As the Telecom World Spins

Peter : On Rad's Radar?
Peter
| Peter Radizeski of RAD-INFO, Inc. talking telecom, Cloud, VoIP, CLEC, and The Channel.

As the Telecom World Spins

It is happening so fast. Here's this week in M&A:

CenturyLink just sold off its data center business that was a combo of Qwest Cyber Centers and SAVVIS to a group of PE firms for $2.15B in cash and C-Link keeps a minority stake worth $150M in the new company. CL bought Savvis for $2.5B in 2011. Buy High; Sell Low. Bell-Head Mentality.

The PE coalition that bought the data centers also grabbed 4 cyber-security firms in order to announce this global security co, to be run by Manny Medina, former CEO of Terremark Worldwide.

Wired's headline says it best: The World's Telecoms Are Under Threat From All Sides.

Broadband, cellular and voice are all flat or declining markets.

IAAS and PAAS are ruled by Amazon, IBM and Google. Microsoft only got into the game recently and is doing better than all the telco's combined.

PE firms are buying up data centers as the world adjust to cloud computing, an app market and streaming TV and radio.

DDoS attacks are happening too often. So are Hacks. There are not enough fingers to fill all the holes in this dyke.

UCaaS is ruled by 8x8, Vonage Business, RingCentral, Fuze and a bunch of other providers that are not a telco. The PBX market may be shrinking but not fast enough for the other Hosted VoIP players. Cisco and Microsoft have chunks of the enterprise UCaaS business that the telcos don't.

Comcast Business is at $6B in annual revenue, which makes it a bigger CLEC than almost all that are left. WIND does $5B. EarthLink less than $1B. Birch and TelePacific are private. Level3 does $8B. CenturyLink does $17B (much of it ILEC revenue). Zayo is $2B.

Apps like Messenger, WhatsApp, Skype and Slack are replacing voice and SMS and even email. It is a topsy-turvy world. What's a telco to do? Well, merge! Get bigger because bigger solves nothing, but it makes money for top execs in the C-Suite and the Board room and on Wall Street.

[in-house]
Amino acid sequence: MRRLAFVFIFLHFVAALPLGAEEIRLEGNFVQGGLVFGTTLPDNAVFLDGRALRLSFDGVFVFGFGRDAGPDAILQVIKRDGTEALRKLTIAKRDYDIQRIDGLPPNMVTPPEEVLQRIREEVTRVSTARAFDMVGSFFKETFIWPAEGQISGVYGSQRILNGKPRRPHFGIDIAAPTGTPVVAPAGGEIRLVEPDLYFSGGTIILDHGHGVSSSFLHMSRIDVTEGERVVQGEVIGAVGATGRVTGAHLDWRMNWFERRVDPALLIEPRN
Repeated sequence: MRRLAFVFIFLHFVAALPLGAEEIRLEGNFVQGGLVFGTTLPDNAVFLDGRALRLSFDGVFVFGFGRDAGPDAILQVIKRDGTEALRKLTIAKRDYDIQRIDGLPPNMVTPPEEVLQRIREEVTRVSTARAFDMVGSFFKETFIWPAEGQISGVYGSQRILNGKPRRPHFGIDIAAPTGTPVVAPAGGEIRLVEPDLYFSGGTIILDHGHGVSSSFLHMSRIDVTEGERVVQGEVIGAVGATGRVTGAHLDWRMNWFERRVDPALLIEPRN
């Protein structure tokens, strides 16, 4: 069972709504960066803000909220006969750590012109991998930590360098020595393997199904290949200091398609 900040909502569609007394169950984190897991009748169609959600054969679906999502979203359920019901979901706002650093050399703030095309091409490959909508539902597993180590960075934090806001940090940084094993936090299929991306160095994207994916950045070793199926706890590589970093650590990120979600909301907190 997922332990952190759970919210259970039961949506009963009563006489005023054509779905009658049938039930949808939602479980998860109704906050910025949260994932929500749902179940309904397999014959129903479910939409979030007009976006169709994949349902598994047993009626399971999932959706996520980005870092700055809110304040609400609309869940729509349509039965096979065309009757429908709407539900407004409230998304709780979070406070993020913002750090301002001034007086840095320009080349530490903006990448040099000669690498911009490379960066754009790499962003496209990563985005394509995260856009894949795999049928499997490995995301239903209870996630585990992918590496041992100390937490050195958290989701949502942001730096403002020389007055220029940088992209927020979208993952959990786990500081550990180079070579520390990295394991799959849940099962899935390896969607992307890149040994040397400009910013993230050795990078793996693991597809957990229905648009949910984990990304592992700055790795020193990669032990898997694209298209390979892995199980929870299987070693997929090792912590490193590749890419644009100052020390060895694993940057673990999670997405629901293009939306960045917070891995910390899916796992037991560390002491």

Our economy spins on e-commerce and the Internet. When the companies that provide that Internet are too clunky to do it properly, what happens to our economy?

We went from a five nines voice network of reliability to cell phones and VoIP that quite frankly can't be more than three nines. Have you noticed the number of outages lately by telcos and cablecos?

There is a lot going on. There are many areas of opportunity, but the fall back from these guys is "more of the same", "do what I know" and "one more quarter!". None of these transactions is good for the industry, the economy or the consumers. They are stop gap, short term money movers. We are going to wake up shortly and realize that it is 1970 all over again. It makes the NSA job easier when there are few players, but what about the customers?

In the data center space, one master agency contacted me after the C-Link announcement to tell me that the folks at CenturyLink have no details about the sale. How can that be when Monroe has been trying to sell the DC division all year? Great planning, guys!

Whose customer is it? Will the agent still get paid? Will the customer see a price increase? Who is the billing entity? Who will the customer be paying? These are good questions that bothered some TELX customers when Digital Realty took over.

I keep seeing executives at master agencies say these deals are good. Do they say that in print because they have to?

Don't forget that you can leave a public comment with the FCC on any of these mergers. You can voice your opinion here. You will need a docket number but you can google it after the filings are in the system.



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